So… everyone has seen THIS conversion
But I didn’t like that (though I have three of them…). So, to have a better Obliterator. I COULD do minor head swaps and pose changes to generate a better model from the GW model which I dislike.
BUT, I like those models that make people really go, “WOW”. SO…I decided to make defiler babies!
My first attempt:
I used a tutorial I found on Chest of Colors ( I was going to link it, but it doesn’t exist anymore seemingly). It described how to make crap legs and claws. It worked, but was rather crude and extremely time intensive. So I opted to try to use tyranid scything talons.
My SECOND attempt:
Better claw (ork kustom power klaw). I liked the 6 legs as it was more true to a defiler. But, it was a static position and I didn’t like it enough to do more (though I still liked it). So, the project lay fallow for many a months. Then, the other day I was like “Screw it, I’ll build legs out of sprue!”. After many hours of measuring, cutting, drilling, chipping, and shaving I ended up with a basic armature. Slap a terminator body on it and VOILA! I have a defiler that has legs 40% the size of defiler legs (well, I TECHNICALLY measured a soulgrinder. Whatever). I used chaos shields on the front 4 legs to replace the leg shielding, added some spikes and some bits to get a sense of dimension to see where I needed to go. THIS is the start.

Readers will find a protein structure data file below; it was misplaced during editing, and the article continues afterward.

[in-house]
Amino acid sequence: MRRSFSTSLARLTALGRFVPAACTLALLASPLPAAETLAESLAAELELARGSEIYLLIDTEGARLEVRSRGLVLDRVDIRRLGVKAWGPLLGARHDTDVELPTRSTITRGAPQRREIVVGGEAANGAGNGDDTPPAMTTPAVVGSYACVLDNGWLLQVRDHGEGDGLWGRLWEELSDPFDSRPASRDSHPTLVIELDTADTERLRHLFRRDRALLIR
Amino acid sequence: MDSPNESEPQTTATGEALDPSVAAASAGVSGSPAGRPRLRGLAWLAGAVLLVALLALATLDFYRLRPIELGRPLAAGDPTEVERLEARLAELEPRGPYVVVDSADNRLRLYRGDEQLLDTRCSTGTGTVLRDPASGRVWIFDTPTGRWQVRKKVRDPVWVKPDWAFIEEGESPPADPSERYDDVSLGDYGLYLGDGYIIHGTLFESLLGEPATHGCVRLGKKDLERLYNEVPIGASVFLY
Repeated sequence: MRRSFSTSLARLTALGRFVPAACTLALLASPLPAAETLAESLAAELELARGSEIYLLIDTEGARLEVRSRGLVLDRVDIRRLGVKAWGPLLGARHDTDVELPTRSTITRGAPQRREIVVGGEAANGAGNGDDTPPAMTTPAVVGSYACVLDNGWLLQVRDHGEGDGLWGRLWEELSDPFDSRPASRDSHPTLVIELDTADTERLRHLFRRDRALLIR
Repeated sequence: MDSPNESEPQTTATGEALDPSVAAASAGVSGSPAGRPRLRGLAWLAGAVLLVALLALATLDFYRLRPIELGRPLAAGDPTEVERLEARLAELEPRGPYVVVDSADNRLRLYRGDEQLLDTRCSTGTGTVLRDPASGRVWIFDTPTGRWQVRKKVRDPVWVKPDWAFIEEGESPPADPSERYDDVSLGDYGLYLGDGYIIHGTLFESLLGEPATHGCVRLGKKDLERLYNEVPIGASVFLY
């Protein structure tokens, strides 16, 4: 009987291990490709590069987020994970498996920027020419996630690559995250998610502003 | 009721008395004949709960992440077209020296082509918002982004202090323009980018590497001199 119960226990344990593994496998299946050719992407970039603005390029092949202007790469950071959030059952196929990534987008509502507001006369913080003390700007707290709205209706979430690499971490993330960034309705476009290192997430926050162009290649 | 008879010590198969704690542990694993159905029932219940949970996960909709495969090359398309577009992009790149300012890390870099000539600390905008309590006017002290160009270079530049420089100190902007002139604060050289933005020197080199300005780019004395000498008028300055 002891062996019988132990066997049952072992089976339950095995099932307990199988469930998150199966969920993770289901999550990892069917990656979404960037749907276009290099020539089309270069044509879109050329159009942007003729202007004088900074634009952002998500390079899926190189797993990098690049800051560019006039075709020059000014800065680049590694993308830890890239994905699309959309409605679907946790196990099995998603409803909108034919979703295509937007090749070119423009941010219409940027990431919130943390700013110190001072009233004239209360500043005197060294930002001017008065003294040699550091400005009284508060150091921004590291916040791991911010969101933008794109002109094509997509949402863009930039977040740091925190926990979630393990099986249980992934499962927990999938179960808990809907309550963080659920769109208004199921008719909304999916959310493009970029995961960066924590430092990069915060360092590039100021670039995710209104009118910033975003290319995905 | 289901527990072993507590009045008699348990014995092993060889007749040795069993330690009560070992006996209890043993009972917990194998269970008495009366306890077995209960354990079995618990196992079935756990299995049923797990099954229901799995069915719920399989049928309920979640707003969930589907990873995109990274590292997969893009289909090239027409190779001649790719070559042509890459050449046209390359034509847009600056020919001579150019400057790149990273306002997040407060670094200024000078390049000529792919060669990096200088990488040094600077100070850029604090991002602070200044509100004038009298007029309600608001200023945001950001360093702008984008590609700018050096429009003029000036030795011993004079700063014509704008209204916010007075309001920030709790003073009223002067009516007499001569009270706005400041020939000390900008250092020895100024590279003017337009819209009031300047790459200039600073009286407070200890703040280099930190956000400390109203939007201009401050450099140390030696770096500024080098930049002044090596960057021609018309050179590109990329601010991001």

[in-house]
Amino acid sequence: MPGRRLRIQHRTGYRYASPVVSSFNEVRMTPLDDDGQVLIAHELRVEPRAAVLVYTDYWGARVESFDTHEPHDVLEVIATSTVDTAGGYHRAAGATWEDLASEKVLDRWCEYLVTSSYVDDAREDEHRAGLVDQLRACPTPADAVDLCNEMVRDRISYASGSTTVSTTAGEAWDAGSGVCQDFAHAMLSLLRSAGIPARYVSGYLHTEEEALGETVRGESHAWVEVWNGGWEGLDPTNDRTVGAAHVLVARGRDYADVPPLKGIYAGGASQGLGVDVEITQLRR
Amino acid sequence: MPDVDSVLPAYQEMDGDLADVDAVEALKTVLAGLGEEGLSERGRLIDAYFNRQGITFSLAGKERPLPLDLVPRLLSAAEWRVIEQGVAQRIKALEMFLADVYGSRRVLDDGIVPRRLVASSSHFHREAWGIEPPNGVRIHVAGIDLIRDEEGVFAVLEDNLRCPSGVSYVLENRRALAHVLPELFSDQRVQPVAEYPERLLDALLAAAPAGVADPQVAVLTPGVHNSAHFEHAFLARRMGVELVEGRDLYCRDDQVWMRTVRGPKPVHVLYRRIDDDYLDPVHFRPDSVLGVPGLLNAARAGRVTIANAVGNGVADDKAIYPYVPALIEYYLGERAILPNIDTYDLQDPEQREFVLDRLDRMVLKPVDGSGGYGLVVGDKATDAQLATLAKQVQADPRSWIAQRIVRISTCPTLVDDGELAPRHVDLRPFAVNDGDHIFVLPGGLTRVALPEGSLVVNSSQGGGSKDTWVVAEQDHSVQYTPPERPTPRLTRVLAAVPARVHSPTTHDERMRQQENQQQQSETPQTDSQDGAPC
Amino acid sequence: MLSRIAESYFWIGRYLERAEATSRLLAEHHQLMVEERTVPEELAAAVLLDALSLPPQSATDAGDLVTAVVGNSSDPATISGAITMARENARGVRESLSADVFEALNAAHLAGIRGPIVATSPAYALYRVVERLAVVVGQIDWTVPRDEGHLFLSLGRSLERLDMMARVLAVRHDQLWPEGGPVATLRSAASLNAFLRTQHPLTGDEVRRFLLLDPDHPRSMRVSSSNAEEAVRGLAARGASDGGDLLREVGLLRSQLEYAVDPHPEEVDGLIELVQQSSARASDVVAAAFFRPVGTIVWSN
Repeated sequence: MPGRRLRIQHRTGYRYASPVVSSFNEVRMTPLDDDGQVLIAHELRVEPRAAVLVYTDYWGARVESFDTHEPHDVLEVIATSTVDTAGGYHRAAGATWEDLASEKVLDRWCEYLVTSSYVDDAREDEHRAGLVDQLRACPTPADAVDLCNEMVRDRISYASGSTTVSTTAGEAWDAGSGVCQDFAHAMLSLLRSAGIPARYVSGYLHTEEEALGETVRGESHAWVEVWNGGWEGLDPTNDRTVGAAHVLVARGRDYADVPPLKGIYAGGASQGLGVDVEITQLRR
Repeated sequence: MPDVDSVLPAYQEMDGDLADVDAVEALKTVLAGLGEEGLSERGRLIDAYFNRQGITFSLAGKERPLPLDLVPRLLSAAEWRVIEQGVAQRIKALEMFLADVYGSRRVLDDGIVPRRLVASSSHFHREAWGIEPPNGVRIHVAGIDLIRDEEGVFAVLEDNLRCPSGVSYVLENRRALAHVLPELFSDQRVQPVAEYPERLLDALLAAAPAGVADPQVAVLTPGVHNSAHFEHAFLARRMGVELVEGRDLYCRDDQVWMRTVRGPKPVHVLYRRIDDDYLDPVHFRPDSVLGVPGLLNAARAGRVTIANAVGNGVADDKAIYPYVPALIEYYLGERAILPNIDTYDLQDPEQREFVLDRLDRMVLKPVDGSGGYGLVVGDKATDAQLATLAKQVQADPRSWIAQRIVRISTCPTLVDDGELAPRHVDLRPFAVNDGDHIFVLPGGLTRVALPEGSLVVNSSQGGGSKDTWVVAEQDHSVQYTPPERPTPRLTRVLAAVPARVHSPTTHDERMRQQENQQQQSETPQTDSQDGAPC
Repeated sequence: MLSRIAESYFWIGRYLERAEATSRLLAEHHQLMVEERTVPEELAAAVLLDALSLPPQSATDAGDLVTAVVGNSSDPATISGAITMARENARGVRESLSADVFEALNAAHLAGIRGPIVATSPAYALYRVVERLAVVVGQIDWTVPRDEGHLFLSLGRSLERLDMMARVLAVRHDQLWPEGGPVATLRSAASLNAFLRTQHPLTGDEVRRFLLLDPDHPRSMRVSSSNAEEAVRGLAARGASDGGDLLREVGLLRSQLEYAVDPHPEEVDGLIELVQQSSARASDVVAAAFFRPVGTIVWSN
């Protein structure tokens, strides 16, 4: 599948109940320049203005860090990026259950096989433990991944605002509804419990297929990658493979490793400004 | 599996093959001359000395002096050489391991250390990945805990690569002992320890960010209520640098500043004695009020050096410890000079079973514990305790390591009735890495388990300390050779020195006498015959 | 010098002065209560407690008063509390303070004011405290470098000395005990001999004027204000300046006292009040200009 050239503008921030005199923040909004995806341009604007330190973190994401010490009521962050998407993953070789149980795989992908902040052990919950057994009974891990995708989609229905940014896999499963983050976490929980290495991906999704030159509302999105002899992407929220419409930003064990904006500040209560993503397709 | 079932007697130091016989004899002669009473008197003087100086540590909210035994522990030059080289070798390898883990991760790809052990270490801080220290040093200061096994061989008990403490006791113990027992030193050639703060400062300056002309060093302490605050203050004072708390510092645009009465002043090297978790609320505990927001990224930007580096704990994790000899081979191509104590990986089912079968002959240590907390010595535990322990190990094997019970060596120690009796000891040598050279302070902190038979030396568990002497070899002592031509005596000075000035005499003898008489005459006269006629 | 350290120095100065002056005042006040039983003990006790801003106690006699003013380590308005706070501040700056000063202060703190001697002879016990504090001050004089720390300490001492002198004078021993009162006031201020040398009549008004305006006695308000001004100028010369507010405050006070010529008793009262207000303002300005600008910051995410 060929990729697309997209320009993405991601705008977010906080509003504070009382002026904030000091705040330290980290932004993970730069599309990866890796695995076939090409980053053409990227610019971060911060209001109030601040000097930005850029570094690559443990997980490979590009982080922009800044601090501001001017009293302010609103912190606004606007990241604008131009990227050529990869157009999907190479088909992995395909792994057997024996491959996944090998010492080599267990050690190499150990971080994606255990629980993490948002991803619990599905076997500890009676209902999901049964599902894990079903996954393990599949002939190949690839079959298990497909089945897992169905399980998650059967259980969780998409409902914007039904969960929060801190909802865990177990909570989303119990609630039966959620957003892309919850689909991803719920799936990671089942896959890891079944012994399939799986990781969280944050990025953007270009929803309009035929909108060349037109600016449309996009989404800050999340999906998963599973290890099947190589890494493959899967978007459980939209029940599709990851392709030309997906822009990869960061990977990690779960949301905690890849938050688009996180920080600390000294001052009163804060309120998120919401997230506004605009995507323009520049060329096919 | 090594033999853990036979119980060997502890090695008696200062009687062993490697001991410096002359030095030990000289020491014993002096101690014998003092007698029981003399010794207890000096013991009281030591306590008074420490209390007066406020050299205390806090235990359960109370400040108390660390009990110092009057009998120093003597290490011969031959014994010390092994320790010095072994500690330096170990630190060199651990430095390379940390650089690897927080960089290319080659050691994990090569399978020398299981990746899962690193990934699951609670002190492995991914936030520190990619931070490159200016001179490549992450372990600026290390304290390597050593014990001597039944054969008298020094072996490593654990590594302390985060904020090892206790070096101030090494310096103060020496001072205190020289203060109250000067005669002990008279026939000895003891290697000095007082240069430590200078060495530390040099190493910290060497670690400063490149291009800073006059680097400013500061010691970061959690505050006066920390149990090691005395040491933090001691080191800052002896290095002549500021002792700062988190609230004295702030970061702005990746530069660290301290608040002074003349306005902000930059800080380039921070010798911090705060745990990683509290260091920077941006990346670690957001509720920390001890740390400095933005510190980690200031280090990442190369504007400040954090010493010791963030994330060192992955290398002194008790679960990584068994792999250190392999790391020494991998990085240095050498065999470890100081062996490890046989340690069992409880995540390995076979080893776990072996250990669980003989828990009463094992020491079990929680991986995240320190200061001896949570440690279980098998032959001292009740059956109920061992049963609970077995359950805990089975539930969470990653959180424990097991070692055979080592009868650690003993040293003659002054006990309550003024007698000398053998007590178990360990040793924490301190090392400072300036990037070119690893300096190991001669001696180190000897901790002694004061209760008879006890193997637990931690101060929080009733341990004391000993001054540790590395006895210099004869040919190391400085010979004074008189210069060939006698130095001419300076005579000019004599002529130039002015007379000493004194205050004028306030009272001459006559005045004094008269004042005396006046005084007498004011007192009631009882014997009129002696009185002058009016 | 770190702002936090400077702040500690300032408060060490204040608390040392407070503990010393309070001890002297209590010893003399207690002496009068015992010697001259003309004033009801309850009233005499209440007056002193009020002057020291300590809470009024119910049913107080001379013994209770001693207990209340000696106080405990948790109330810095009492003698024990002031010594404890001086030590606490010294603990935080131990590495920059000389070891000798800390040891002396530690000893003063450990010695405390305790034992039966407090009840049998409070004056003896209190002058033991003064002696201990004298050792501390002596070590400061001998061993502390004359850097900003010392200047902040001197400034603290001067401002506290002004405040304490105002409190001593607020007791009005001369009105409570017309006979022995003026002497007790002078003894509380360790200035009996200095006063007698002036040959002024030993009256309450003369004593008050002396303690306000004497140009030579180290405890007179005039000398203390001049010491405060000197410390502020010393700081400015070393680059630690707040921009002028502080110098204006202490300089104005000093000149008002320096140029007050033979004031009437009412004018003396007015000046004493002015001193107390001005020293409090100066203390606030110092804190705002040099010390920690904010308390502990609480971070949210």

HOWEVER, it was falling prey to all of the same problems as the other ones. Static pose (though he had 6 articulated legs FFS!), odd scale, generally off-puting. SO, I swapped his head to the top like a defiler. Then I added exhaust pipes and started adding cabling and details to him. THIS is where he is now.
So, the squad together looks impressive . Very non-uniform but all sort of the same. Looking forward to painting these guys and fielding 6 oblits…ALL OF THEM DIFFERENT!
*As you can see, the detail improves as the size increases. Ironically, he fits on a 40mm base best. HOWEVER, I plan to use either 50 or 60 mm bases. 50 if I can get them, but if not, then 60’s and I will just put a bunch of crap on them. The last one will likely be descending something or crawling across/over something to capitalize and display the articulation in his legs.
Thanks for reading. More to follow!